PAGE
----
Will therapy help me?
A number of benefits are possible from participating in therapy. The therapeutic relationship can be a tremendous asset, providing support and a safe place to process thoughts and feelings. Some of the benefits you may experience are improved self-awareness, enhanced coping and problem solving skills, improved emotion regulation, and developing communication and relationship skills. The benefits you obtain from therapy depend on how you use the process and put into practice what you learn.
What can I expect in a therapy session?
Because each person has different issues and goals for therapy, therapy will be different depending on the individual. In general, you can expect to discuss the current events happening in your life, your personal history relevant to your issue, and report progress (or any new insights gained) from the previous therapy session. Depending on your specific needs, therapy can be short-term, for a specific issue, or longer-term, to deal with more difficult patterns or your desire for more personal development. Either way, it is most common to schedule regular sessions with your therapist, usually beginning with weekly.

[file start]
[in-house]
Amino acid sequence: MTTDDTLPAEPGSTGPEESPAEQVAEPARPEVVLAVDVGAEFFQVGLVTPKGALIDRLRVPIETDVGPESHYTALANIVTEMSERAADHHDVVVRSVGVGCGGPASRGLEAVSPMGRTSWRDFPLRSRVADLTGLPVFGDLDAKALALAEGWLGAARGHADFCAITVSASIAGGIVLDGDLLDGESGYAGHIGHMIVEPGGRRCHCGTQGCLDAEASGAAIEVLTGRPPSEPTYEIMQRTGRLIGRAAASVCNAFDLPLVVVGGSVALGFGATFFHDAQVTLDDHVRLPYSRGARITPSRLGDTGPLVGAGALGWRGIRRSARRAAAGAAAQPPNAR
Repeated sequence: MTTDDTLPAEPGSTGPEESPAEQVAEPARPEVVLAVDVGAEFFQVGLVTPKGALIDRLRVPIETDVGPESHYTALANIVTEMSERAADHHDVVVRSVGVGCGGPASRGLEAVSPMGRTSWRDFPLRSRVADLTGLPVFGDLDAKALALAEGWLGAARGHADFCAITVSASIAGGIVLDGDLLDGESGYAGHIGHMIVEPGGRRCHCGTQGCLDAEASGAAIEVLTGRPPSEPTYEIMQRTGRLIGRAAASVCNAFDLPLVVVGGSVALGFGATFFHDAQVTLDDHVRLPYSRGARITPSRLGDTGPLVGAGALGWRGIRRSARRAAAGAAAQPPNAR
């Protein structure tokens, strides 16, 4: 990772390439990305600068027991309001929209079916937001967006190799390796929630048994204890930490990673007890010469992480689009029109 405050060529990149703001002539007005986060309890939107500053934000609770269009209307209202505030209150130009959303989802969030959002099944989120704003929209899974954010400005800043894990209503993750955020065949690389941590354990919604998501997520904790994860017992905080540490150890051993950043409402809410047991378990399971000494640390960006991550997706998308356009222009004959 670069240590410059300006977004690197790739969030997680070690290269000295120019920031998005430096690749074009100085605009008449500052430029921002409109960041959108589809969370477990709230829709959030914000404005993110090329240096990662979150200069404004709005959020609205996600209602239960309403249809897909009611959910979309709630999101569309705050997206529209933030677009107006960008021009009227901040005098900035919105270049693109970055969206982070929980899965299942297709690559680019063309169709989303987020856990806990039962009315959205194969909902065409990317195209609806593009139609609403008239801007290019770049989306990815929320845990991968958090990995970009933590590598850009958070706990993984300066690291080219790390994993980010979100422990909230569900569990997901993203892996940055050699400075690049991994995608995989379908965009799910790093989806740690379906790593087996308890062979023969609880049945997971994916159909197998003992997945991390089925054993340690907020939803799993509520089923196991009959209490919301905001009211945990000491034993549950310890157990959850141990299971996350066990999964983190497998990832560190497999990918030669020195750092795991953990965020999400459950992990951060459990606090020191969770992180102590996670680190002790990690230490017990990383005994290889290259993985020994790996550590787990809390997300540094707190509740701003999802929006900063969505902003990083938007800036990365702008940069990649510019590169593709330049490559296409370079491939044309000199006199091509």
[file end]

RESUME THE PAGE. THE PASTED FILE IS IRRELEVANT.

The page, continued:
Is therapy confidential?
Confidentiality is one of the most important components of the therapeutic relationship. Successful therapy requires a high degree of trust with highly sensitive subject matter that is usually not discussed anywhere but the therapist's office. You can expect that what you discuss in session will not be shared with anyone. However, if you wish to share information with someone (physician, attorney, family member), a signed release of information must be obtained. There are also limits to confidentiality. State law and professional ethics require therapists to maintain confidentiality except for the following situations: